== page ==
Nevertheless, it happens every day, in every school across the globe…
Every seven minutes, a child is bullied. Adult intervention happens 4% percent of the time. Peer intervention happens 11% of the time. A stunning 85% of the time, no intervention occurs at all. Statistics show that bullying, intolerance, and teasing are the major causes of teen suicide, school violence, and school shootings. Source: Bureau of Justice.
The statistics on school bullying are staggering.*
- One out of four kids is the victim of a bully.
- One out of five kids admits to being a bully, or doing some "bullying."
- 8% of students miss one day of class per month for fear of bullies.
- 282,000 students are physically attacked in secondary schools each month.
Can reading books help prevent these tragedies?
Teacher, Jeff Smith, (Sable Point Elementary School, Florida) and I took a “novel” approach to this problem. After previewing Kandide and the Secret of the Mists, he decided that it would make great personal growth and pro-social acceptance reading project for his class.
He felt that if the kids got involved in this type of book, they would not only increase their reading, comprehension, and creative skills, but learn very important life-lessons—it’s okay to be different, that is what makes you special. And it’s not okay to bully, ostracize, or make fun of others.
“Not only is Kandide jam-packed with fantasy, action, and adventure—all the things kids love to read,” Smith explains, “but the central theme of the book strikes a chord at one of the biggest issues kids face, being bullied and rejected, often because they are different.”
The following conversation is between two of MR. Smith’s students and myself.
Hi, what is your name? I asked one of the students who seemed to be a bit shy.
“Oh, that’s Jon, he never talks much,” one of the other students replied.
“Well, Jon,” I asked, “would you break your rule just once and tell me what you think of my book?”
“I think that… that… it’s really good.” Jon stuttered. I realized that is why he didn’t like to talk.
“Why do you like it?” I asked.
“Because… it… it says… it says it’s okay to be different.”
“So, it’s okay if… if I don’t like to… to talk much. I’m just… just different, and now I know it’s… it’s okay.”
“Not only is it okay, Jon, but with your artistic talent, I’d say you are more than okay—you are amazing. Will you be the official Storyboard Artist for Kandide?”
Can reading help change kids thinking? Give them self-esteem? Make them more tolerant? Teach them respect for others? It changed Jon’s life—and his classmates. With their own stories to write as a follow-up to my visit, several of the kids in Jon’s class asked him to help create the illustrations for their stories. Suddenly, Jon’s “differences” didn’t matter. A year later, when I returned to Sable Point, one of Jon’s classmates told me, “Not only does Jon talk now, he talks all the time.”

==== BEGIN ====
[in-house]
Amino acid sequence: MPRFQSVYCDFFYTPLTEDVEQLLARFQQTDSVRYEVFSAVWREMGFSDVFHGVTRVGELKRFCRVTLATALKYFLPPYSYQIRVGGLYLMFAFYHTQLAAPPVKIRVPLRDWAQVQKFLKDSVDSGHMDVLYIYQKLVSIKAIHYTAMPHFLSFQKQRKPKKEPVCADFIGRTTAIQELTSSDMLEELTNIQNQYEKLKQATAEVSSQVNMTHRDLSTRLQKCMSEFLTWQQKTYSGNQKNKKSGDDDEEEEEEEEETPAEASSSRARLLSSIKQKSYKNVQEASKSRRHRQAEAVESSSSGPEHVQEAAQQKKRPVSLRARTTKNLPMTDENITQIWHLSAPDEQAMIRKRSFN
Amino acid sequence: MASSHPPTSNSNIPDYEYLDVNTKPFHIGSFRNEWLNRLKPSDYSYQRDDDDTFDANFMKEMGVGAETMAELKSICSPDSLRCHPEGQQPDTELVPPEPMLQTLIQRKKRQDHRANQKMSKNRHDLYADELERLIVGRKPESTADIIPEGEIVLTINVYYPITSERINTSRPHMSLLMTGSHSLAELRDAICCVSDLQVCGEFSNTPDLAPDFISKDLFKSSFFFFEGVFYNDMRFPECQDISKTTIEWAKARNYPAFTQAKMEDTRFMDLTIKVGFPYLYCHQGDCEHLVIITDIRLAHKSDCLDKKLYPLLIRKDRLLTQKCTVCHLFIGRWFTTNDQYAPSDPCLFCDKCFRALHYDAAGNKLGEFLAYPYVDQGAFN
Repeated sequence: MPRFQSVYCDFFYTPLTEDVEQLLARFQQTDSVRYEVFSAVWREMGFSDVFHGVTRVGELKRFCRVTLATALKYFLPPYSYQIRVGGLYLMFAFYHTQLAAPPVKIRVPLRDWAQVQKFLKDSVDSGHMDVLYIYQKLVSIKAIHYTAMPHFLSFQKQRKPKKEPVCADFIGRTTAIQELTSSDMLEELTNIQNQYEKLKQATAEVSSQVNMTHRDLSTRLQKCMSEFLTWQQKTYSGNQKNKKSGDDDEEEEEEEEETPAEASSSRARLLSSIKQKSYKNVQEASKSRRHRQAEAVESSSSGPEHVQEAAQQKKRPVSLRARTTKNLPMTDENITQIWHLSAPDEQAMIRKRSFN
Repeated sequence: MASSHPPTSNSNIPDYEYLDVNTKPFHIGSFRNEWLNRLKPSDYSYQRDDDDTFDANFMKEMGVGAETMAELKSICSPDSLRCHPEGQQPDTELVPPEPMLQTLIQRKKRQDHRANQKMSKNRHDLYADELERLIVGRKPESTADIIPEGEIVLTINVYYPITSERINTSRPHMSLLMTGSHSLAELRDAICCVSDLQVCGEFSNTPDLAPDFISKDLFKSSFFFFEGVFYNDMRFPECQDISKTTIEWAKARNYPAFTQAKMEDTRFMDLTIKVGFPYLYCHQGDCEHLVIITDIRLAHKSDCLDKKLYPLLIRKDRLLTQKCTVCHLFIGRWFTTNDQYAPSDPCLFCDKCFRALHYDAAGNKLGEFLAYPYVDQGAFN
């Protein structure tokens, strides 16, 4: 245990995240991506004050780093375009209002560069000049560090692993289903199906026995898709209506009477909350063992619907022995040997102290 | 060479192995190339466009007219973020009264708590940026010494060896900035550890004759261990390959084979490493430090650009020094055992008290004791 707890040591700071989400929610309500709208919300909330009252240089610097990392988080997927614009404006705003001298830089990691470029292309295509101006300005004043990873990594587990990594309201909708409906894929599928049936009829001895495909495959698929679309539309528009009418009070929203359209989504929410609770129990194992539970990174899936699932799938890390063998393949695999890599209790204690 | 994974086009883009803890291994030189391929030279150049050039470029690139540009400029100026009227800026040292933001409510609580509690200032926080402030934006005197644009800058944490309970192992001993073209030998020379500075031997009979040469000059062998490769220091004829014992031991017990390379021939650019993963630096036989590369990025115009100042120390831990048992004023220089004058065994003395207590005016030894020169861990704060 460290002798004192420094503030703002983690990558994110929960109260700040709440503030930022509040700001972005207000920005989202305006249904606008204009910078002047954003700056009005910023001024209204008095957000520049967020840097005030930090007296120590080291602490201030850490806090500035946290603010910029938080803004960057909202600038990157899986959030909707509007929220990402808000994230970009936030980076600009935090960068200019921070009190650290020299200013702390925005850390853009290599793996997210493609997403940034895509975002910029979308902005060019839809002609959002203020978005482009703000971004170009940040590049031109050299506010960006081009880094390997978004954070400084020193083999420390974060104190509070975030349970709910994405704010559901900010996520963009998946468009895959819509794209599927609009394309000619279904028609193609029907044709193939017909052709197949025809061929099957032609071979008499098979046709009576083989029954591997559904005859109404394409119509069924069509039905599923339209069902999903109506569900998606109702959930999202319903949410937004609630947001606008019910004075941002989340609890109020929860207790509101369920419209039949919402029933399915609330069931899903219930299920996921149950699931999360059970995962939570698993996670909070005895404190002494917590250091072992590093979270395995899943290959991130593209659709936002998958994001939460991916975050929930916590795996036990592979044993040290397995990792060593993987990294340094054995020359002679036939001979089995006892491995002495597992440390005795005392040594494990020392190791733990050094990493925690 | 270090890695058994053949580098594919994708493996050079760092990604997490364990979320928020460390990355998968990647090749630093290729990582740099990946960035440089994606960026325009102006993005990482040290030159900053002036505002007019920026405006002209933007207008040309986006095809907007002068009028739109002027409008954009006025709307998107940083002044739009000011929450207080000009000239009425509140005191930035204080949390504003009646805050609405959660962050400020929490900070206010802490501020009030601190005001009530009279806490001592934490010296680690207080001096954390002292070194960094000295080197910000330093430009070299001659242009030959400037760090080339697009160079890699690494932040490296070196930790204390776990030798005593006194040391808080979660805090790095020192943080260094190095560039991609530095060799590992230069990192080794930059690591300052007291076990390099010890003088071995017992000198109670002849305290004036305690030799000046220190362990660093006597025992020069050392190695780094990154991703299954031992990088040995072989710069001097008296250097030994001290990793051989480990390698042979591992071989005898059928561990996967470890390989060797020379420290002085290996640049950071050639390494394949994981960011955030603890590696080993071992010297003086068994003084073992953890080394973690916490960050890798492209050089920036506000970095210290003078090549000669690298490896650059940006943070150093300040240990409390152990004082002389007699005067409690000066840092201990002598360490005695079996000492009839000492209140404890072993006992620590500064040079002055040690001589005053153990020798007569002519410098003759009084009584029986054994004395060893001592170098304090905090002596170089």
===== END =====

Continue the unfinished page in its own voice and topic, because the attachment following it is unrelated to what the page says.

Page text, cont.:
According to Dr. Russell Skiba of the Indiana Education Policy Center, “Left untreated, the affects of bullying can evolve into depression, physical illness, and even suicide. Additionally, students who engage in aggressive and bullying behaviors during their school years may take part in criminal and aggressive behavior after adolescence.” Skiba goes on to say, “In the year following a comprehensive school intervention program, researchers recorded a 50% decrease in the number of bullying incidents, while also reducing the intensity of these problems.”
Other studies such as that by the Center for the Study and Prevention of Violence in Boulder, Colorado concur: “While approaches that simply crack down on individual bullies are seldom effective, when there is a school-wide commitment to end bullying, it can be reduced by up to 50%.”
“The hour I spent talking with students focuses on Kandide’s story, how painful it is when you are rejected or made to feel unimportant, and how everyone is special in his or her own way. I received many standing ovations in the years when I was a magician and motivational speaker, but none will ever mean as much to me as those that come from school kids. The message in Kandide really resonates—with both boys and girls. They get it.”
Harry Potter proved that young people will read if they are excited enough about the story. Kandide and the Secret of the Mists is proving that great books not only inspire reading, but can help change the thinking of kids and the way they view themselves and the world.
Can Kandide and books like it help prevent school violence? It’s a “novel approach,” and it’s working. When teachers and schools get involved the right way, results happen.
Barack Obama, concurs: "As a parent of two daughters, I know how important it is to keep our schools safe. Teachers can be more effective if there is a school-wide system of behavioral expectations. Students learn more if they feel safe."
Kandide, which is endorsed by the national anti-bully organization S.A.V.E. (Students against Violence Everywhere) is set in a world that rings true for almost every tween and teen—one that is obsessed with beauty and physical perfection, with a healthy dose of intolerance and distaste for those who do not fit this mold. I’ve merely changed the scenery. The story takes place, not in the ruthless modern-day hallways of a middle or high school, but in the equally harsh, mysterious world of the Kingdom of the Fée, where beauty and arrogance are revered, and anyone who looks or acts different is cast off.
I’m happy to share the details of my many other success stories, and how you can help make your kids and their reading programs even more beneficial.
To schedule an appearance and learn more about how I’m not only motivating kids to read, but helping to stimulate pro-social behavior, one classroom at a time, contact Carol Ivy at email@example.com